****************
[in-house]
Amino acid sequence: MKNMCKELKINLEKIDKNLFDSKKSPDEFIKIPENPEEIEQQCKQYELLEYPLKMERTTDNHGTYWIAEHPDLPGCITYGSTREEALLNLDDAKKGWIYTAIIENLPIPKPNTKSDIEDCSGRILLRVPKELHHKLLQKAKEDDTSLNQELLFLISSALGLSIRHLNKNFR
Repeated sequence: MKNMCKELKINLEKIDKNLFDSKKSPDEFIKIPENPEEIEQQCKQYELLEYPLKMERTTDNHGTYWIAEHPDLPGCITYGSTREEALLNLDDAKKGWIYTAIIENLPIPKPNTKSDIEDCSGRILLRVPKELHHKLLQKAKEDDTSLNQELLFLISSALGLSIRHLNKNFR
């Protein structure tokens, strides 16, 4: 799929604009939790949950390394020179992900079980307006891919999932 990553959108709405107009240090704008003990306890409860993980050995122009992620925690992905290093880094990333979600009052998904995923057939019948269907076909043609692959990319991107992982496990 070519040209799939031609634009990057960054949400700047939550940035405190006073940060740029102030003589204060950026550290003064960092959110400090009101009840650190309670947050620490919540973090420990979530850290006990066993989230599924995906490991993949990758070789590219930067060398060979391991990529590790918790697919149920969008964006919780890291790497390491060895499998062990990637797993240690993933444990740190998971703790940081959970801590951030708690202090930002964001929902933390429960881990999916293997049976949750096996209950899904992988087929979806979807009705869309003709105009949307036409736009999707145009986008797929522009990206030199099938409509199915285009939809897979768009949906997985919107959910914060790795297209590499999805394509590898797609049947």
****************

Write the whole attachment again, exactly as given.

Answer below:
[in-house]
Amino acid sequence: MKNMCKELKINLEKIDKNLFDSKKSPDEFIKIPENPEEIEQQCKQYELLEYPLKMERTTDNHGTYWIAEHPDLPGCITYGSTREEALLNLDDAKKGWIYTAIIENLPIPKPNTKSDIEDCSGRILLRVPKELHHKLLQKAKEDDTSLNQELLFLISSALGLSIRHLNKNFR
Repeated sequence: MKNMCKELKINLEKIDKNLFDSKKSPDEFIKIPENPEEIEQQCKQYELLEYPLKMERTTDNHGTYWIAEHPDLPGCITYGSTREEALLNLDDAKKGWIYTAIIENLPIPKPNTKSDIEDCSGRILLRVPKELHHKLLQKAKEDDTSLNQELLFLISSALGLSIRHLNKNFR
């Protein structure tokens, strides 16, 4: 799929604009939790949950390394020179992900079980307006891919999932 990553959108709405107009240090704008003990306890409860993980050995122009992620925690992905290093880094990333979600009052998904995923057939019948269907076909043609692959990319991107992982496990 070519040209799939031609634009990057960054949400700047939550940035405190006073940060740029102030003589204060950026550290003064960092959110400090009101009840650190309670947050620490919540973090420990979530850290006990066993989230599924995906490991993949990758070789590219930067060398060979391991990529590790918790697919149920969008964006919780890291790497390491060895499998062990990637797993240690993933444990740190998971703790940081959970801590951030708690202090930002964001929902933390429960881990999916293997049976949750096996209950899904992988087929979806979807009705869309003709105009949307036409736009999707145009986008797929522009990206030199099938409509199915285009939809897979768009949906997985919107959910914060790795297209590499999805394509590898797609049947």